24 May 2018
The European Commission has recently published a notice on the consequences of Brexit on supplementary protection certificates (SPCs) for medicinal and plant protection products.
According to the law on SPCs, the date of the first authorisation to place a medicinal or plant protection product on the market in the European Economic Area is used to calculate the duration of supplementary protection that is available, as well as the deadline for filing an application for an SPC.
The notice confirms, perhaps unsurprisingly, that as of the date of withdrawal of the UK from the EU and subject to any transitional provisions, an authorisation to place a medicinal or plant protection product on the market granted by a UK authority will not be considered a first authorisation for SPC purposes in the EU. Any UK authorisations granted before the withdrawal date will, however, continue to be accepted.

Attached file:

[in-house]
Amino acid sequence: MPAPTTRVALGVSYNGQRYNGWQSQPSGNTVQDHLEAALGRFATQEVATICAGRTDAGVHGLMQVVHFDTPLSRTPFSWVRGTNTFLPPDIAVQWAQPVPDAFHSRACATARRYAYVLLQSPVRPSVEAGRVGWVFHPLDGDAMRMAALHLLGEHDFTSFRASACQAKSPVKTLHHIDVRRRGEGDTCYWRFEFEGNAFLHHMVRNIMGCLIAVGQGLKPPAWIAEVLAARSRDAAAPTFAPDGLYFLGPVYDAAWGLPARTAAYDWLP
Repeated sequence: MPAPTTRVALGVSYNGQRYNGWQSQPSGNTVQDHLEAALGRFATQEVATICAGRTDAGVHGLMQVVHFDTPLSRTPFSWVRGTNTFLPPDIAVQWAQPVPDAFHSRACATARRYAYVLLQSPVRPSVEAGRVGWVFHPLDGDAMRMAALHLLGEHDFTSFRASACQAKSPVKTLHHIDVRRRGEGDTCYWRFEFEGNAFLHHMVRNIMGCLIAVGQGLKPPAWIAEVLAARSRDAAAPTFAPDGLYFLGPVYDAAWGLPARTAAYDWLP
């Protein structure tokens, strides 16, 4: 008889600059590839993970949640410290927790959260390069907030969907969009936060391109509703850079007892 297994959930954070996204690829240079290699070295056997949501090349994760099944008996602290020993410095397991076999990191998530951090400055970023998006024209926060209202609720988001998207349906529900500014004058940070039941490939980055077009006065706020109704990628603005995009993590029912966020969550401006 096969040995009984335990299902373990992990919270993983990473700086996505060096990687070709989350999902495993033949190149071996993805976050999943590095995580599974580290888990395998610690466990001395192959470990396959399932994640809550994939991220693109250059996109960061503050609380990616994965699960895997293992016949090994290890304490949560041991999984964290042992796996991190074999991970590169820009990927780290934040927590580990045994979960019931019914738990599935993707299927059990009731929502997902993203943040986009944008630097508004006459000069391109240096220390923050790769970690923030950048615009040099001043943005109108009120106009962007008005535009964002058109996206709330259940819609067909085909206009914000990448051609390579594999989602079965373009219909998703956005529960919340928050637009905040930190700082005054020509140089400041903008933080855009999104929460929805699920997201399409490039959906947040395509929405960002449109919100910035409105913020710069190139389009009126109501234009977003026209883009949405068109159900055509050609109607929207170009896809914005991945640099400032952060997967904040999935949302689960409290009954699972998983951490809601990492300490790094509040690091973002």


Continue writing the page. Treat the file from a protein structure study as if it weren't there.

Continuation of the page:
The notice also confirms that, as of the withdrawal date, the EU SPC legislation will no longer apply to the UK. The EU and UK are in the process of agreeing how an application for an SPC in the UK that was submitted before, but is pending at, the withdrawal date should be treated. The EU’s position is that any such applications should, when granted, provide protection comparable to that provided for by EU law.
The UK is currently set to leave the EU on 30 March 2019, although the withdrawal date may be delayed on agreement between the EU and UK. Furthermore, transitional provisions will, quite likely, mean that EU law will continue to apply in the UK beyond the withdrawal date. Whilst the UK has yet to confirm the arrangements for any future domestic SPC regime, it seems likely that it will still be possible to apply for and obtain SPCs in the UK after Brexit.
For queries or advice about SPCs, please contact Mathys and Squire Partner, James Wilding via [email protected]
James’ practice is focused on EPO prosecution and opposition work in the life sciences sector. He also has extensive experience with SPCs and has prosecuted SPC applications covering a number of blockbuster drugs. James has a master’s degree in biochemistry and a doctorate on the biochemistry of heart disease, both from Oxford University.
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